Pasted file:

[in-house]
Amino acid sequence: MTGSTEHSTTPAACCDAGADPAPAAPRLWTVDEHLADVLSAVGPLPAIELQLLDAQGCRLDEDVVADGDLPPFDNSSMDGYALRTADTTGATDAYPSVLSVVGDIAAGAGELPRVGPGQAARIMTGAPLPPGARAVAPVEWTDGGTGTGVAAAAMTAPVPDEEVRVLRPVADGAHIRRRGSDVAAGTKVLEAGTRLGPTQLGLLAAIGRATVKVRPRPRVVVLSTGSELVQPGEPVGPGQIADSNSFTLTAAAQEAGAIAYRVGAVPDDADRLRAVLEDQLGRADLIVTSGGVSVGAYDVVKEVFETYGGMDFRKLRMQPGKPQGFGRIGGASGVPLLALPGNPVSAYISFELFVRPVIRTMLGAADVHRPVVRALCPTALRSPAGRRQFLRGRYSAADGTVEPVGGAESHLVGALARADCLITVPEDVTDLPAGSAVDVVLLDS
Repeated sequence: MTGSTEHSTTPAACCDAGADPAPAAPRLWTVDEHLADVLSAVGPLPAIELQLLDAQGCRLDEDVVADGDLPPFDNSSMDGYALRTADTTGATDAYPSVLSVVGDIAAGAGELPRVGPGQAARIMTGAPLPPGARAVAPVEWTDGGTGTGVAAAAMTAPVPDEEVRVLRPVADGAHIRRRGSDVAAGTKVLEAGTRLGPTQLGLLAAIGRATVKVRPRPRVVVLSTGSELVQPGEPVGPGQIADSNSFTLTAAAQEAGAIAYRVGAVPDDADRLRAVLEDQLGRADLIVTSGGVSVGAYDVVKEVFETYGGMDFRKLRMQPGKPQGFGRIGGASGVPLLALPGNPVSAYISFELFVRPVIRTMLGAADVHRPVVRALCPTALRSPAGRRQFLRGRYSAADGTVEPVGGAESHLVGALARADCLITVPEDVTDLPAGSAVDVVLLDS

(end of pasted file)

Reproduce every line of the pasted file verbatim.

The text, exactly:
[in-house]
Amino acid sequence: MTGSTEHSTTPAACCDAGADPAPAAPRLWTVDEHLADVLSAVGPLPAIELQLLDAQGCRLDEDVVADGDLPPFDNSSMDGYALRTADTTGATDAYPSVLSVVGDIAAGAGELPRVGPGQAARIMTGAPLPPGARAVAPVEWTDGGTGTGVAAAAMTAPVPDEEVRVLRPVADGAHIRRRGSDVAAGTKVLEAGTRLGPTQLGLLAAIGRATVKVRPRPRVVVLSTGSELVQPGEPVGPGQIADSNSFTLTAAAQEAGAIAYRVGAVPDDADRLRAVLEDQLGRADLIVTSGGVSVGAYDVVKEVFETYGGMDFRKLRMQPGKPQGFGRIGGASGVPLLALPGNPVSAYISFELFVRPVIRTMLGAADVHRPVVRALCPTALRSPAGRRQFLRGRYSAADGTVEPVGGAESHLVGALARADCLITVPEDVTDLPAGSAVDVVLLDS
Repeated sequence: MTGSTEHSTTPAACCDAGADPAPAAPRLWTVDEHLADVLSAVGPLPAIELQLLDAQGCRLDEDVVADGDLPPFDNSSMDGYALRTADTTGATDAYPSVLSVVGDIAAGAGELPRVGPGQAARIMTGAPLPPGARAVAPVEWTDGGTGTGVAAAAMTAPVPDEEVRVLRPVADGAHIRRRGSDVAAGTKVLEAGTRLGPTQLGLLAAIGRATVKVRPRPRVVVLSTGSELVQPGEPVGPGQIADSNSFTLTAAAQEAGAIAYRVGAVPDDADRLRAVLEDQLGRADLIVTSGGVSVGAYDVVKEVFETYGGMDFRKLRMQPGKPQGFGRIGGASGVPLLALPGNPVSAYISFELFVRPVIRTMLGAADVHRPVVRALCPTALRSPAGRRQFLRGRYSAADGTVEPVGGAESHLVGALARADCLITVPEDVTDLPAGSAVDVVLLDS